Harvest Energy offers debenture repurchase

As the Harvest Energy debenture agreement requires them to repurchase them at 101 cents on the dollar within 30 days of a change of control, Harvest Energy has made the offer today. The expiration of the offer is as follows:

Series                          Trading Symbol                  Expiry Date

6.50% Debentures due 2010       TSX: HTE.DB.B                 March 4, 2010
6.40% Debentures due 2012       TSX: HTE.DB.D             February 11, 2010
7.25% Debentures due 2013       TSX: HTE.DB.E                 March 4, 2010
7.25% Debentures due 2014       TSX: HTE.DB.F             February 25, 2010
7.50% Debentures due 2015       TSX: HTE.DB.G             February 25, 2010
7 7/8% Senior Notes due 2011    N/A                       February 16, 2010

An investor should look at the market price of the debentures before considering to tender and also look at the yield they would get by holding onto the debentures vs. the risk they would have to take until they mature. Right now all of the debentures are trading above 101, which likely means they will not be tendered by investors – they can be dumped on the open market for a higher price. I dumped my “D” debentures at 101.5 and my “E” debentures at 102.0 in January in a lucky feat of trading execution.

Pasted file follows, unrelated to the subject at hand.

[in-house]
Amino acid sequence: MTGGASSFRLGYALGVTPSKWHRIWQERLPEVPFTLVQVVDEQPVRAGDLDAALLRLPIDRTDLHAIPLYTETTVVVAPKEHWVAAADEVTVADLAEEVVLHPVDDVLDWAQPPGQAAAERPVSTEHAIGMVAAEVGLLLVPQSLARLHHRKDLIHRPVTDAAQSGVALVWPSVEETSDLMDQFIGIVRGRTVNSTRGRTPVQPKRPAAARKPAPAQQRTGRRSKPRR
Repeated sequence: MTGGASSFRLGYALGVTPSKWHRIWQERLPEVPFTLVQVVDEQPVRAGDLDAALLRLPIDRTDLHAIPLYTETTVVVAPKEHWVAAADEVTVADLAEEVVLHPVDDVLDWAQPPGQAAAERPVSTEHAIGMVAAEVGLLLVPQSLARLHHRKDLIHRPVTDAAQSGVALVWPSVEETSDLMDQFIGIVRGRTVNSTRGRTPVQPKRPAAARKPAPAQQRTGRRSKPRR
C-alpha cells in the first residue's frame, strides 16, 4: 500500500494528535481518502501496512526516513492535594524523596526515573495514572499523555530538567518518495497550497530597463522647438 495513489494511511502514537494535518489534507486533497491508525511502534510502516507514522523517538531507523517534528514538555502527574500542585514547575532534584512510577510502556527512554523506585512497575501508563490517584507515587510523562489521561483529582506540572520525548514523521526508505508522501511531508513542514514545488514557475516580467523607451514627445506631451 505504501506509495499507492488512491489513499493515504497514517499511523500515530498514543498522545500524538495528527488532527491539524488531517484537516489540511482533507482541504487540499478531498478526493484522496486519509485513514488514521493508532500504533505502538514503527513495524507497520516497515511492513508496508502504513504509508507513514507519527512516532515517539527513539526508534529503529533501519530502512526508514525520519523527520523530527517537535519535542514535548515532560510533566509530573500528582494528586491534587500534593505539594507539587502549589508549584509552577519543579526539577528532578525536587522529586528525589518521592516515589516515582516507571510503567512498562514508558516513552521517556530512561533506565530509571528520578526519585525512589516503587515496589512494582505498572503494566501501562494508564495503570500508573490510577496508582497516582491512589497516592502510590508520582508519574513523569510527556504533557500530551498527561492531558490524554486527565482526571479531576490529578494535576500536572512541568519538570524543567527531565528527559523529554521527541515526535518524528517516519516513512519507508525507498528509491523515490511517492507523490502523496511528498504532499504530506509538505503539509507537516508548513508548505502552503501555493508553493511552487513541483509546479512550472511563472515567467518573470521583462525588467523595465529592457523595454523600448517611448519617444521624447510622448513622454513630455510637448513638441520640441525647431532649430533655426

Next TFSA investment – First Uranium

Following the success of getting out of Harvest Energy debentures, I had a lot of cash in my TFSA, especially after the January 2010 contribution of $5,000. There was only one debenture candidate left on my radar that appeared to have a good risk/reward characteristic. Although it wasn’t great, it was good enough and I executed a trade on it.

Continuing with my less than diversified strategy, I have placed the sum of the TFSA into the debentures of First Uranium (FIU.DB). The debentures give a 4.25% coupon, maturing in June 2012. They are convertible into equity at $16.42/share, but this is unlikely to be a factor in the valuation. The total issue was for CAD$150M. They went as low as 41 cents in the debenture crash of early 2009.